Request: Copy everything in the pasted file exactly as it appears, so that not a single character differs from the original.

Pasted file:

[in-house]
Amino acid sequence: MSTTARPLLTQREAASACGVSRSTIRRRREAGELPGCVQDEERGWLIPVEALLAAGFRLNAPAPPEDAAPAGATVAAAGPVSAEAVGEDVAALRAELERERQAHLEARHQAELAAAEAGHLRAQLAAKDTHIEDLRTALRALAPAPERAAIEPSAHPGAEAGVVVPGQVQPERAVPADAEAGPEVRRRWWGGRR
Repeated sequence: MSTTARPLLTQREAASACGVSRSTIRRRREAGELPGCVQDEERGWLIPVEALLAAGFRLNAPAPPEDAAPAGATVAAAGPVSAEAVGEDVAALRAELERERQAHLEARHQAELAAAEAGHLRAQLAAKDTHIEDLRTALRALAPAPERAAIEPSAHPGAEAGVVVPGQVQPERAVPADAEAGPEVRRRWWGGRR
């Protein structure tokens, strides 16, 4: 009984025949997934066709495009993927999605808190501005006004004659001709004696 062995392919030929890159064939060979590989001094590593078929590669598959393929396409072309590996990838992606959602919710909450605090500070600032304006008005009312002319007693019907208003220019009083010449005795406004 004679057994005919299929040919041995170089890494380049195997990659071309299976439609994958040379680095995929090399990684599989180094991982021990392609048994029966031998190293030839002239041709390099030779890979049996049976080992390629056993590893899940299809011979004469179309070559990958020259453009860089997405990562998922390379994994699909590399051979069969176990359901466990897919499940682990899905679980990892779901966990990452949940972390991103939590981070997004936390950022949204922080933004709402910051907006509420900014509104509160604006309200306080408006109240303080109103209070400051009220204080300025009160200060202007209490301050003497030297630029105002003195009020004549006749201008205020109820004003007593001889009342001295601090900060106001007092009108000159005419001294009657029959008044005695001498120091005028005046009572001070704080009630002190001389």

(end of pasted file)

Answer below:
[in-house]
Amino acid sequence: MSTTARPLLTQREAASACGVSRSTIRRRREAGELPGCVQDEERGWLIPVEALLAAGFRLNAPAPPEDAAPAGATVAAAGPVSAEAVGEDVAALRAELERERQAHLEARHQAELAAAEAGHLRAQLAAKDTHIEDLRTALRALAPAPERAAIEPSAHPGAEAGVVVPGQVQPERAVPADAEAGPEVRRRWWGGRR
Repeated sequence: MSTTARPLLTQREAASACGVSRSTIRRRREAGELPGCVQDEERGWLIPVEALLAAGFRLNAPAPPEDAAPAGATVAAAGPVSAEAVGEDVAALRAELERERQAHLEARHQAELAAAEAGHLRAQLAAKDTHIEDLRTALRALAPAPERAAIEPSAHPGAEAGVVVPGQVQPERAVPADAEAGPEVRRRWWGGRR
């Protein structure tokens, strides 16, 4: 009984025949997934066709495009993927999605808190501005006004004659001709004696 062995392919030929890159064939060979590989001094590593078929590669598959393929396409072309590996990838992606959602919710909450605090500070600032304006008005009312002319007693019907208003220019009083010449005795406004 004679057994005919299929040919041995170089890494380049195997990659071309299976439609994958040379680095995929090399990684599989180094991982021990392609048994029966031998190293030839002239041709390099030779890979049996049976080992390629056993590893899940299809011979004469179309070559990958020259453009860089997405990562998922390379994994699909590399051979069969176990359901466990897919499940682990899905679980990892779901966990990452949940972390991103939590981070997004936390950022949204922080933004709402910051907006509420900014509104509160604006309200306080408006109240303080109103209070400051009220204080300025009160200060202007209490301050003497030297630029105002003195009020004549006749201008205020109820004003007593001889009342001295601090900060106001007092009108000159005419001294009657029959008044005695001498120091005028005046009572001070704080009630002190001389």